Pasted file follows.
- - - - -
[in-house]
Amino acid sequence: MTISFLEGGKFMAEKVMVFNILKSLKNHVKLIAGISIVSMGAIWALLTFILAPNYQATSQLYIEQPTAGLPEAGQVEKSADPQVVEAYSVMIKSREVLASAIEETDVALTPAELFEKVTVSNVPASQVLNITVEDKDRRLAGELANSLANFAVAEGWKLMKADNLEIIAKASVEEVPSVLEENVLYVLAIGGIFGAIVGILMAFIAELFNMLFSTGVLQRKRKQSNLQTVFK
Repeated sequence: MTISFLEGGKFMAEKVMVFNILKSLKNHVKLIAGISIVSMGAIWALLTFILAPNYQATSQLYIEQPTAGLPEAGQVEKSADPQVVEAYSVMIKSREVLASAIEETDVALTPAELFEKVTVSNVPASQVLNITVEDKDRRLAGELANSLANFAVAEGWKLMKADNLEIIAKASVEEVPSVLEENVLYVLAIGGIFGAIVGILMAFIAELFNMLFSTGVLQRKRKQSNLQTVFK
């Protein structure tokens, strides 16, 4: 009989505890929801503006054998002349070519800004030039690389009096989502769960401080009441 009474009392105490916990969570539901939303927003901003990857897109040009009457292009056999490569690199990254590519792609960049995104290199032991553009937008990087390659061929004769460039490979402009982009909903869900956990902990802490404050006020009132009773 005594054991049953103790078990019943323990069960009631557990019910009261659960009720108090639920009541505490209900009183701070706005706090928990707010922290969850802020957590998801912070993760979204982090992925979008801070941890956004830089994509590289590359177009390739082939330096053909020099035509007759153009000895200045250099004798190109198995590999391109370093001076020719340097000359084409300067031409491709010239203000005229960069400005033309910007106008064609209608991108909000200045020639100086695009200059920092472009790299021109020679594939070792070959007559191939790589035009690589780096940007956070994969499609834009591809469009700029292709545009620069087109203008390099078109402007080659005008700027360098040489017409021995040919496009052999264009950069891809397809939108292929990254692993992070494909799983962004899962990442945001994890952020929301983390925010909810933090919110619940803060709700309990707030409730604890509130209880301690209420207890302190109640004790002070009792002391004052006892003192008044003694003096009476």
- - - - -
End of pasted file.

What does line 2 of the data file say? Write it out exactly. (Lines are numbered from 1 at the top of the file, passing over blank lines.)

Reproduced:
Amino acid sequence: MTISFLEGGKFMAEKVMVFNILKSLKNHVKLIAGISIVSMGAIWALLTFILAPNYQATSQLYIEQPTAGLPEAGQVEKSADPQVVEAYSVMIKSREVLASAIEETDVALTPAELFEKVTVSNVPASQVLNITVEDKDRRLAGELANSLANFAVAEGWKLMKADNLEIIAKASVEEVPSVLEENVLYVLAIGGIFGAIVGILMAFIAELFNMLFSTGVLQRKRKQSNLQTVFK